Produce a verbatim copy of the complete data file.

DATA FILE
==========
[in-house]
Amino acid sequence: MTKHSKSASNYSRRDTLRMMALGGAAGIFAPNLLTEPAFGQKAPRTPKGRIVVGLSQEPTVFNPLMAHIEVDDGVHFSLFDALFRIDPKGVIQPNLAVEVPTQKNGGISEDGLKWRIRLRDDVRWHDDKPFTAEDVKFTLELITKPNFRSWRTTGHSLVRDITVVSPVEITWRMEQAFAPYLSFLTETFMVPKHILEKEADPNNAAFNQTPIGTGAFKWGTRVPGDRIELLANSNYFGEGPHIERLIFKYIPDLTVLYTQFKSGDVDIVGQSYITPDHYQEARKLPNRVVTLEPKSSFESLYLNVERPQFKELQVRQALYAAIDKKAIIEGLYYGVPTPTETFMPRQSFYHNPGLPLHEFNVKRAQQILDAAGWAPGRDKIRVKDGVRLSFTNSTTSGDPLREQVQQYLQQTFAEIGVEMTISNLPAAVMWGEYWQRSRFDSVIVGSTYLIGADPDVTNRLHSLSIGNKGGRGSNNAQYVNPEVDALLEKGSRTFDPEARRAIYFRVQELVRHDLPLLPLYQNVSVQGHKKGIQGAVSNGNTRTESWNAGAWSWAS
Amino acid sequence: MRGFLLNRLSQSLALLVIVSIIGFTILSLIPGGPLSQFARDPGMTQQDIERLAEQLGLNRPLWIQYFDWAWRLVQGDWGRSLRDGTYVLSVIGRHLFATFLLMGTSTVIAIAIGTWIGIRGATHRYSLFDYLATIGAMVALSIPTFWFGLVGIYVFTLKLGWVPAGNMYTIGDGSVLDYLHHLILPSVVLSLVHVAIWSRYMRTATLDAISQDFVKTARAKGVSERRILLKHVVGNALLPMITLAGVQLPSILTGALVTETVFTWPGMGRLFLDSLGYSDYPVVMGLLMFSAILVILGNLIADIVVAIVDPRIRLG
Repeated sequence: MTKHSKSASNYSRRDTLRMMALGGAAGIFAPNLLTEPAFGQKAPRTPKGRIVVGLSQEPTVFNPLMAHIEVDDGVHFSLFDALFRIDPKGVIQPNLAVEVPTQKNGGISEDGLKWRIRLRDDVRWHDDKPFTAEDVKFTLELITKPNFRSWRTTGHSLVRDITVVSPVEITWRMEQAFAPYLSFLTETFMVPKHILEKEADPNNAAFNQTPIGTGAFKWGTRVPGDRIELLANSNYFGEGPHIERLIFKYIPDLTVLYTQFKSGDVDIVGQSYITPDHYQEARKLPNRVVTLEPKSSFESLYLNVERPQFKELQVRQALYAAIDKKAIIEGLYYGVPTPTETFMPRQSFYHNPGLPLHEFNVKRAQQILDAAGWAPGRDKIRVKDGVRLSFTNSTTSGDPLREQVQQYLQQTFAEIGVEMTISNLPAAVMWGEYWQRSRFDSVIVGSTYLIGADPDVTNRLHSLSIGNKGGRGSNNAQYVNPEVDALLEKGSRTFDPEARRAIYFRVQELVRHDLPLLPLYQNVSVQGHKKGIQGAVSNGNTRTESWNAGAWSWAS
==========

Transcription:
[in-house]
Amino acid sequence: MTKHSKSASNYSRRDTLRMMALGGAAGIFAPNLLTEPAFGQKAPRTPKGRIVVGLSQEPTVFNPLMAHIEVDDGVHFSLFDALFRIDPKGVIQPNLAVEVPTQKNGGISEDGLKWRIRLRDDVRWHDDKPFTAEDVKFTLELITKPNFRSWRTTGHSLVRDITVVSPVEITWRMEQAFAPYLSFLTETFMVPKHILEKEADPNNAAFNQTPIGTGAFKWGTRVPGDRIELLANSNYFGEGPHIERLIFKYIPDLTVLYTQFKSGDVDIVGQSYITPDHYQEARKLPNRVVTLEPKSSFESLYLNVERPQFKELQVRQALYAAIDKKAIIEGLYYGVPTPTETFMPRQSFYHNPGLPLHEFNVKRAQQILDAAGWAPGRDKIRVKDGVRLSFTNSTTSGDPLREQVQQYLQQTFAEIGVEMTISNLPAAVMWGEYWQRSRFDSVIVGSTYLIGADPDVTNRLHSLSIGNKGGRGSNNAQYVNPEVDALLEKGSRTFDPEARRAIYFRVQELVRHDLPLLPLYQNVSVQGHKKGIQGAVSNGNTRTESWNAGAWSWAS
Amino acid sequence: MRGFLLNRLSQSLALLVIVSIIGFTILSLIPGGPLSQFARDPGMTQQDIERLAEQLGLNRPLWIQYFDWAWRLVQGDWGRSLRDGTYVLSVIGRHLFATFLLMGTSTVIAIAIGTWIGIRGATHRYSLFDYLATIGAMVALSIPTFWFGLVGIYVFTLKLGWVPAGNMYTIGDGSVLDYLHHLILPSVVLSLVHVAIWSRYMRTATLDAISQDFVKTARAKGVSERRILLKHVVGNALLPMITLAGVQLPSILTGALVTETVFTWPGMGRLFLDSLGYSDYPVVMGLLMFSAILVILGNLIADIVVAIVDPRIRLG
Repeated sequence: MTKHSKSASNYSRRDTLRMMALGGAAGIFAPNLLTEPAFGQKAPRTPKGRIVVGLSQEPTVFNPLMAHIEVDDGVHFSLFDALFRIDPKGVIQPNLAVEVPTQKNGGISEDGLKWRIRLRDDVRWHDDKPFTAEDVKFTLELITKPNFRSWRTTGHSLVRDITVVSPVEITWRMEQAFAPYLSFLTETFMVPKHILEKEADPNNAAFNQTPIGTGAFKWGTRVPGDRIELLANSNYFGEGPHIERLIFKYIPDLTVLYTQFKSGDVDIVGQSYITPDHYQEARKLPNRVVTLEPKSSFESLYLNVERPQFKELQVRQALYAAIDKKAIIEGLYYGVPTPTETFMPRQSFYHNPGLPLHEFNVKRAQQILDAAGWAPGRDKIRVKDGVRLSFTNSTTSGDPLREQVQQYLQQTFAEIGVEMTISNLPAAVMWGEYWQRSRFDSVIVGSTYLIGADPDVTNRLHSLSIGNKGGRGSNNAQYVNPEVDALLEKGSRTFDPEARRAIYFRVQELVRHDLPLLPLYQNVSVQGHKKGIQGAVSNGNTRTESWNAGAWSWAS